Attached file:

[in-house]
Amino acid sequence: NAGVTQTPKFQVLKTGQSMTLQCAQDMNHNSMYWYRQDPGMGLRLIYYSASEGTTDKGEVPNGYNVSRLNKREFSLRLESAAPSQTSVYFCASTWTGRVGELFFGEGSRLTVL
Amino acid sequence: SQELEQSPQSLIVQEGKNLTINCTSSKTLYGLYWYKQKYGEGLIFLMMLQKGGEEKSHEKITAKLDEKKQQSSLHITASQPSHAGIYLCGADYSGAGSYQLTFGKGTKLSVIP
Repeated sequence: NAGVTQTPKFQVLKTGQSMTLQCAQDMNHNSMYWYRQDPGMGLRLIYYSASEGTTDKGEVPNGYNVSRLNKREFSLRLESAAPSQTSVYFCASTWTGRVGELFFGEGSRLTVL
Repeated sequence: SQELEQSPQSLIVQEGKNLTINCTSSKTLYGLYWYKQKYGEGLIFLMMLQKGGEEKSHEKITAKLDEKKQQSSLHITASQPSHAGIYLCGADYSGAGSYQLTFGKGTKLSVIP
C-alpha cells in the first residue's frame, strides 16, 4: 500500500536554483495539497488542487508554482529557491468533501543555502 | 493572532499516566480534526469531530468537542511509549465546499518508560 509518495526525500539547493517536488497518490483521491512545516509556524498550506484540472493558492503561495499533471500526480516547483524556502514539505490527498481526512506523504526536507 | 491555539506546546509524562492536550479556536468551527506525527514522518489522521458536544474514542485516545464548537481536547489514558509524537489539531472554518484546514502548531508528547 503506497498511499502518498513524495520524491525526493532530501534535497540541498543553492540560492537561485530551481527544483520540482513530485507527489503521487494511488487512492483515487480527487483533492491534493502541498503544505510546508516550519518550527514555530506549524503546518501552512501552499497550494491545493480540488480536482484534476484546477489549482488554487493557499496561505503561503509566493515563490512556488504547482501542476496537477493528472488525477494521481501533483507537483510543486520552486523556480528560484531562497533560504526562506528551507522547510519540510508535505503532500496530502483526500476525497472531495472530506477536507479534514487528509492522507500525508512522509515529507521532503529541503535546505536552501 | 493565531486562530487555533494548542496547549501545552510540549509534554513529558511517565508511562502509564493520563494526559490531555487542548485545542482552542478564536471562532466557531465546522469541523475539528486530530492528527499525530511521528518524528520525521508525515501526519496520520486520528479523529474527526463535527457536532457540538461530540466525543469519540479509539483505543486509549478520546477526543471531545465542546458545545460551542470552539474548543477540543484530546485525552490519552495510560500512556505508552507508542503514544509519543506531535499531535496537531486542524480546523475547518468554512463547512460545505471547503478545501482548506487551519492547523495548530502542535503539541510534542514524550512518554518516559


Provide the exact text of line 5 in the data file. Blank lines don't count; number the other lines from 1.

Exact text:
Repeated sequence: SQELEQSPQSLIVQEGKNLTINCTSSKTLYGLYWYKQKYGEGLIFLMMLQKGGEEKSHEKITAKLDEKKQQSSLHITASQPSHAGIYLCGADYSGAGSYQLTFGKGTKLSVIP